1912 Frankfurt, Germany
Blanche Levison Stern was born in Frankfurt, Germany. She went to a private Jewish school for ten years and belonged to Zionist youth organizations. While her family was not very religious, they attended synagogue, and Frankfurt had 30,000 Jews, so Blanche was immersed in Jewish life.
January: The Nazis gained power. Blanche’s brother moved to the United States.
April: All Jewish businesses were boycotted. Blanche worked at her father’s business as a secretary.
Blanche traveled to Berlin to visit a friend. While sitting outside at a café, she witnessed Nazis passing by singing, “If Jewish blood splashes from the knife, everything goes twice as well.” Blanche made the decision to move to Palestine but her parents said it was too far. They persuaded her to go to Belgium because she had some relatives there.
November: Blanche moved to Belgium, where she met and married her husband, Albert Stern.
February 16: Blanche’s son, George Stern was born in Brussels, Belgium.
November 9: Kristallnacht. Afterwards, Blanche’s parents’ business was seized, causing them to leave Frankfurt for Brussels. When they left, they were only allowed to take 10 Marks.
September: World War II begins when Germany invades Poland.
May 10: Blanche and her husband are caught in the German invasion of the Lowlands. Jewish men were being arrested. Blanche’s husband got hurt helping the neighboring children into the basement, which spared him from being taken to a camp. Afraid, Blanche, her husband, her son and parents took a car and tried to get to the coast.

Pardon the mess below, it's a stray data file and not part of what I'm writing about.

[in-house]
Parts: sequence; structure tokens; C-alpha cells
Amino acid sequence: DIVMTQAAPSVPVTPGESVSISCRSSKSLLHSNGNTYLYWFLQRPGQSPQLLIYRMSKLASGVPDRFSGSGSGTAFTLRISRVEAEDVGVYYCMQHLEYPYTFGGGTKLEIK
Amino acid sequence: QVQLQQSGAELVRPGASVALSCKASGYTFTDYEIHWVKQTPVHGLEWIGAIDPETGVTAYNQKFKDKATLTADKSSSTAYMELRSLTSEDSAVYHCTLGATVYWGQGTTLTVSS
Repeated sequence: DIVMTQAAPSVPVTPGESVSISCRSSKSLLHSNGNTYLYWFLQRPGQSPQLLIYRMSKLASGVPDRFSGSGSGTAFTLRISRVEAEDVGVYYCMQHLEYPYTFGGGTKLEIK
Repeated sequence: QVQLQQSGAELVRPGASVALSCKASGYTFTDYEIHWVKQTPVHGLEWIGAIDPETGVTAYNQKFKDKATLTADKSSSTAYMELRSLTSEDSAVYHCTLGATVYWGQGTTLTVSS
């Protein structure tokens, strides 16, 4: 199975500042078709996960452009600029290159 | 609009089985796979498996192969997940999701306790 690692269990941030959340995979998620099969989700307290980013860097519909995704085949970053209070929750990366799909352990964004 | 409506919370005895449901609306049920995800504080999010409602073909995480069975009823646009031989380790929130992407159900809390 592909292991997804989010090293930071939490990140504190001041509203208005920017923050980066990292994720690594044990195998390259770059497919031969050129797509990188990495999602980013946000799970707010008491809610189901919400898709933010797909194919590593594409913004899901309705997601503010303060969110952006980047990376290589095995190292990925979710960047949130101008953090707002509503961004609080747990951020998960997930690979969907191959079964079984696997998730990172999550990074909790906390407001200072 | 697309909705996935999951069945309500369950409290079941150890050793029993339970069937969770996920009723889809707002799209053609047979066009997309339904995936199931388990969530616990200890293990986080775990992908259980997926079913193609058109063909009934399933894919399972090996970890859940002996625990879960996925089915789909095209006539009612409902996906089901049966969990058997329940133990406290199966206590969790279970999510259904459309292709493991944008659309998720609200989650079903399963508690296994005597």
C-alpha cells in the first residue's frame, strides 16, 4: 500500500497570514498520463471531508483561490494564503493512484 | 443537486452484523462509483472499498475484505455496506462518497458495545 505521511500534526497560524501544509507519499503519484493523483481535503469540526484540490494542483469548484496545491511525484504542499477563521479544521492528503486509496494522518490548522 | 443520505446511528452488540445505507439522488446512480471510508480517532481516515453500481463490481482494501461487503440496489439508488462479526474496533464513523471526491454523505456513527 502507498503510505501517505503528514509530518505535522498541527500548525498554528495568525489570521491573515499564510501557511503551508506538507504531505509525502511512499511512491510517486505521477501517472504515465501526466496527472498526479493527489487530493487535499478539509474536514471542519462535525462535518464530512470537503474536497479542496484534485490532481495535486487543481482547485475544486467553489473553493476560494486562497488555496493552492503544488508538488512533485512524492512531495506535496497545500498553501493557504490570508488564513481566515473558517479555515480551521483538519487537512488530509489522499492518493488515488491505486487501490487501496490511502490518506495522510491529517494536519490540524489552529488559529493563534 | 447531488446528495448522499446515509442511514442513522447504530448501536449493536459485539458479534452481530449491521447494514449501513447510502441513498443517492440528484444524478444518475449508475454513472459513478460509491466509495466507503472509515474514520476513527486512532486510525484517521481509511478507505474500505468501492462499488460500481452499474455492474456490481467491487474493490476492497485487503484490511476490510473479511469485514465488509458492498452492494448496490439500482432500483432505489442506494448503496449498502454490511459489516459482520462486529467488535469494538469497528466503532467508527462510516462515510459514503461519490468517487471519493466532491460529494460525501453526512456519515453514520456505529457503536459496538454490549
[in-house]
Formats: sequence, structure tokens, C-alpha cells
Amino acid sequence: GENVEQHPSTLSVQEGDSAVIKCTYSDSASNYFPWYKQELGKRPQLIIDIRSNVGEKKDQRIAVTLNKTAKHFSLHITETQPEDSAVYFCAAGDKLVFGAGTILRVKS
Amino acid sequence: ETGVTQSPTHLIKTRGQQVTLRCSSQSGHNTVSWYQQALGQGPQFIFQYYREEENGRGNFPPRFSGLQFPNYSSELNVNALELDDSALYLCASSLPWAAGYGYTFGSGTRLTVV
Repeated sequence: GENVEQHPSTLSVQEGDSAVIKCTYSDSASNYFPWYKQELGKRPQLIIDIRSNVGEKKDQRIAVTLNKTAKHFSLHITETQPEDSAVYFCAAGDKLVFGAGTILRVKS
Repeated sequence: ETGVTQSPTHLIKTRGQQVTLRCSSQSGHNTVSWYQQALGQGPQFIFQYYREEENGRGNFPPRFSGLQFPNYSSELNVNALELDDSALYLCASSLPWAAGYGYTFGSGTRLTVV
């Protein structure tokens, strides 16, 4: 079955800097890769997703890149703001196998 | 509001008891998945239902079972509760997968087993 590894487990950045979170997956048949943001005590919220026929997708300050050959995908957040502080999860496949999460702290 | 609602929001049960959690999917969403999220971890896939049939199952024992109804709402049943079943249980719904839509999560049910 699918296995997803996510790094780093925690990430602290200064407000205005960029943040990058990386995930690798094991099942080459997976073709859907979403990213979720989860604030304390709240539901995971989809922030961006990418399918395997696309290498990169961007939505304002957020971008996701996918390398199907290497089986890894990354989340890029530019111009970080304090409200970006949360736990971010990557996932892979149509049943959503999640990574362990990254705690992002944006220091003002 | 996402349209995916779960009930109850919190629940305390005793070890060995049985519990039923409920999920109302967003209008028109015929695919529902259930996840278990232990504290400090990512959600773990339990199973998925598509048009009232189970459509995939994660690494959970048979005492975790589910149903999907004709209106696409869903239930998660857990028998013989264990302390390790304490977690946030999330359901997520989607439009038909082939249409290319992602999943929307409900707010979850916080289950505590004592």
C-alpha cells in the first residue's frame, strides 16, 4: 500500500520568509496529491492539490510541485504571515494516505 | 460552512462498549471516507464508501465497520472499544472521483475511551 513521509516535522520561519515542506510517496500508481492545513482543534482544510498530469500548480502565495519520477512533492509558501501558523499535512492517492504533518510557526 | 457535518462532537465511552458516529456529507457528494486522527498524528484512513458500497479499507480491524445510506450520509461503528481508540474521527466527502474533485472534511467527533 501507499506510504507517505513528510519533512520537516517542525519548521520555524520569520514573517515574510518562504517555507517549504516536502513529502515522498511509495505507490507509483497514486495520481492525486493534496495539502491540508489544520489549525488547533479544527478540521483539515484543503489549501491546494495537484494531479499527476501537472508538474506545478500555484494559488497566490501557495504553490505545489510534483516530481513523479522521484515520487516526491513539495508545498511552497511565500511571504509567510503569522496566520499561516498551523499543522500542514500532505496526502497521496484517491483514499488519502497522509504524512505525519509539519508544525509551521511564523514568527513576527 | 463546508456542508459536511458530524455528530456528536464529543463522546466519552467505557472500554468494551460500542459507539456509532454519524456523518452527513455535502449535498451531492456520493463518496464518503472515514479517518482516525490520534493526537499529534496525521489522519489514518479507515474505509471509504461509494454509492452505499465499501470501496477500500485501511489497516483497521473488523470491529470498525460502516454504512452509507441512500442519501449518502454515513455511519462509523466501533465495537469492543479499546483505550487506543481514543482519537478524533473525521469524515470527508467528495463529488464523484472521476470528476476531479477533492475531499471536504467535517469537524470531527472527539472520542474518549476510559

Blanche’s husband and father were arrested for having German papers, and sent to prison for a few days. Her father smuggled out a note for her which read, “No matter the cost, get out.” Her father and husband were being held in German-occupied Belgium. Blanche, her mother and her son attempted to leave but were caught in the Battle of Dunkirk.
Eventually, they made it to the French border but their German papers got them put into a collecting center for women in Le Mans, France and were sent to the Gurs concentration camp, where they were held from the end of May until the middle of September. After release, they found a hotel for refugees and were able to connect with Blanche’s husband. Blanche’s mother went back to Brussels to be with Blanche’s father for the duration of the war.
By bribing German soldiers, they crossed to Madrid, Spain. From there, they took the night train to Portugal, and when they arrived at the border in Portugal with their three-year-old child, the border police saw that their Portuguese visa had expired. They had to go back to the Portuguese consulate and get another visa. They travelled back to Spain to the Portuguese consulate and were told that they had to verify the other visa. So they went to the South American consulate, who said that it was a false visa and tore it up. With most of their belongings stolen, not knowing the language, out of money, and no place to go, they happened to meet a Jewish man who offered to lodge them in a cheap boarding house, where they lived for four months. While in Spain, during Passover, a man brought them Matzos from Tangiers. He said, “At least, I want you to know that it’s Passover.”
They discovered they could get a visa to Havana, Cuba. They contacted the May family in Nashville, because Blanche’s father had some money in Nashville. The Mays sent the money to them.
May 19: Blanche, her husband and their son traveled to Havana, Cuba and remained there until they got their American visa. Mortimer May had sent an affidavit to Blanche so that they could come to the United States, because her father’s sister was married to Moses May. They took a clipper ship from Havana to Miami.
June 13, 1941: Blanche and her husband and son arrived by train in Nashville, TN.
Blanche’s brother had joined the American Army and was working for the military police, stationed in Paris. In December he wrote Blanche: he had found their parents in Brussels, alive. They had hidden from the Gestapo in a prepaid room in an attic for a year-and-a-half with no heat. They supported themselves with her mother’s knitting.
June: Blanche’s brother brought their parents to the United States. Blanche went to greet them in New York.
Blanche’s father died in Nashville, Tennessee.